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Major cutaneous nerves.

A dermatome is an area of skin that is mainly supplied by a single spinal nerve. There are eight cervical nerves (C1 being an exception with no dermatome), twelve thoracic nerves, five lumbar nerves and five sacral nerves. Each of these nerves relays sensation (including pain) from a particular region of skin to the brain.

Along the thorax and abdomen the dermatomes are like a stack of discs forming a human, each supplied by a different spinal nerve. Along the arms and the legs, the pattern is different: the dermatomes run longitudinally along the limbs. Although the general pattern is similar in all people, the precise areas of innervation are as unique to an individual as fingerprints.

A similar area innervated by peripheral nerves is called a peripheral nerve field.

Clinical significance[]

A dermatome is an area of skin supplied by sensory neurons that arise from a spinal nerve ganglion. Symptoms that follow a dermatome (e.g. like pain or a rash) may indicate a pathology that involves the related nerve root. Examples include somatic dysfunction of the spine or viral infection. Referred pain usually involves a specific, "referred" location so is not associated with a dermatome.

Viruses that hibernate in nerve ganglia (e.g. Varicella zoster virus, which causes both chickenpox and herpes zoster) often cause either pain, rash or both in a pattern defined by a dermatome. However, the symptoms may not appear across the entire dermatome.

Important dermatomes and anatomical landmarks[]

Following is a list of spinal nerves and points that are characteristically belonging to the dermatome of each nerve:[1]

  • C2 - At least one cm lateral to the occipital protuberance at the base of the skull. Alternately, a point at least 3 cm behind the ear.
  • C3 - In the supraclavicular fossa, at the midclavicular line.
  • C4 - Over the acromioclavicular joint.
  • C5 - On the lateral (radial) side of the antecubital fossa, just proximally to the elbow.
  • C6 - On the dorsal surface of the proximal phalanx of the thumb.
  • C7 - On the dorsal surface of the proximal phalanx of the middle finger.
  • C8 - On the dorsal surface of the proximal phalanx of the little finger.
  • T1 - On the medial (ulnar) side of the antecubital fossa, just proximally to the medial epicondyle of the humerus.
  • T2 - At the apex of the axilla.
  • T3 - Intersection of the midclavicular line and the third intercostal space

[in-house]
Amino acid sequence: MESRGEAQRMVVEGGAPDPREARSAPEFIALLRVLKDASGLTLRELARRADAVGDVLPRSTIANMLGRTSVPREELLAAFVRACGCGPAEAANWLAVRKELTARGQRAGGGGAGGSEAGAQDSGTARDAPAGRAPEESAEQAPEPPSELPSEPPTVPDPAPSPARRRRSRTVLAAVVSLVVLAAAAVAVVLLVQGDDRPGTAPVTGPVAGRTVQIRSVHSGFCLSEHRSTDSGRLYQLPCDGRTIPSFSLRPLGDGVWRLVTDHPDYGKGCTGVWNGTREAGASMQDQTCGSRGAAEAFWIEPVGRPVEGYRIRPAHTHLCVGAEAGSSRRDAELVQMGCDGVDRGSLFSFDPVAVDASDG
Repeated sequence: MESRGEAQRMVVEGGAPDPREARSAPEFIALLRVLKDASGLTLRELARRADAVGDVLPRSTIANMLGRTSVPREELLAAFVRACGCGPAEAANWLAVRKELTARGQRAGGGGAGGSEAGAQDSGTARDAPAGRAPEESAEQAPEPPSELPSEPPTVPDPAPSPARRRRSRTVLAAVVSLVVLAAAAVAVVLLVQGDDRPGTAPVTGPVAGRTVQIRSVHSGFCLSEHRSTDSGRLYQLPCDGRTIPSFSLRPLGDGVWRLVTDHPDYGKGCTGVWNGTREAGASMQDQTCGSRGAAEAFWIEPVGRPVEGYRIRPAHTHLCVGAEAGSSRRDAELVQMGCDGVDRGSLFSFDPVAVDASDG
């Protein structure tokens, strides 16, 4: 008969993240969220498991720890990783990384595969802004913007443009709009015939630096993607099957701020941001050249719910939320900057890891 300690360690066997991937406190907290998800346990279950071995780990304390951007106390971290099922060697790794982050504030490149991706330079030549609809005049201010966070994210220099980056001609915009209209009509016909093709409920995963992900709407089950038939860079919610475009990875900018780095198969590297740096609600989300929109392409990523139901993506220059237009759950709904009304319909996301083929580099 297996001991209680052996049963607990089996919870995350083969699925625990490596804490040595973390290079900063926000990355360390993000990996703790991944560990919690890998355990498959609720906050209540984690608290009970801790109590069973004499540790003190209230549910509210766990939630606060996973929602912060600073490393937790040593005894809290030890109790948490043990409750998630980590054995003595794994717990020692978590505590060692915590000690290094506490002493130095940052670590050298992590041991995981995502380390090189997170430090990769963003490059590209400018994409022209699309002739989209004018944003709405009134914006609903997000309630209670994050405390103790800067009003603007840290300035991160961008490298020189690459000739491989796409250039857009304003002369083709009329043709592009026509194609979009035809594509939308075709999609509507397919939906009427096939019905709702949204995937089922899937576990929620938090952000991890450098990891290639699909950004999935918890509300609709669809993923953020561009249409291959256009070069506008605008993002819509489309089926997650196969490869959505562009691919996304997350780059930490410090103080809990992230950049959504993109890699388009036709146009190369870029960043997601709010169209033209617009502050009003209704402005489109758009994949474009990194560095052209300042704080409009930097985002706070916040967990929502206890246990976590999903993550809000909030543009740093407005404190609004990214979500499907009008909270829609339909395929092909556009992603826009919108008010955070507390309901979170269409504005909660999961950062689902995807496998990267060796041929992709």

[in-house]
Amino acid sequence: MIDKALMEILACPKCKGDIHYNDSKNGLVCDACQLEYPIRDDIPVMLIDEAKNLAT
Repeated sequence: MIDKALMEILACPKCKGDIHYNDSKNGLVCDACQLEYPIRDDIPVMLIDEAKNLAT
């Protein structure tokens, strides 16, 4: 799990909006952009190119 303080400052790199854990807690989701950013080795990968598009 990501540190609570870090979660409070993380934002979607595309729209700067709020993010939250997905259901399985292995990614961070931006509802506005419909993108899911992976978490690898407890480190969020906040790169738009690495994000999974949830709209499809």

• T4 - Intersection of the midclavicular line and the fourth intercostal space, located at the level of the nipples.
  • T5 - Intersection of the midclavicular line and the fifth intercostal space, horizontally located midway between the level of the nipples and the level of the xiphoid process.
  • T6 - Intersection of the midclavicular line and the horizonal level of the xiphoid process.
  • T7 - Intersection of the midclavicular line and the horizontal level at one quarter the distance between the level of the xiphoid process and the level of the umbilicus.
  • T8 - Intersection of the midclavicular line and the horizontal level at one half the distance between the level of the xiphoid process and the level of the umbilicus.
  • T9 - Intersection of the midclavicular line and the horizontal level at three quarters of the distance between the level of the xiphoid process and the level of the umbilicus.
  • T10 - Intersection of the midclavicular line, at the horizontal level of the umbilicus.
  • T11 - Intersection of the midclavicular line, at the horizontal level midway between the level of the umbilicus and the inguinal ligament.
  • T12 - Intersection of the midclavicular line and the midpoint of the inguinal ligament.
  • L1 - Midway between the key sensory points for T12 and L2.
  • L2 - On the anterior medial thigh, at the midpoint of a line connecting the midpoint of the inguinal ligament and the medial epicondyle of the femur.
  • L3 - At the medial epicondyle of the femur.
  • L4 - Over the medial malleolus.
  • L5 - On the dorsum of the foot at the third metatarsophalangeal joint.
  • S1 - On the lateral aspect of the calcaneus.
  • S2 - At the midpoint of the popliteal fossa.
  • S3 - Over the tuberosity of the ischium or infragluteal fold
  • S4 and S5 - In the perianal area, less than one cm lateral to the mucocutaneous zone

Additional images[]

See also[]

References[]

  1. Key Sensory Points from International Standards for the Classification of Spinal Cord Injury. June 200

External links[]

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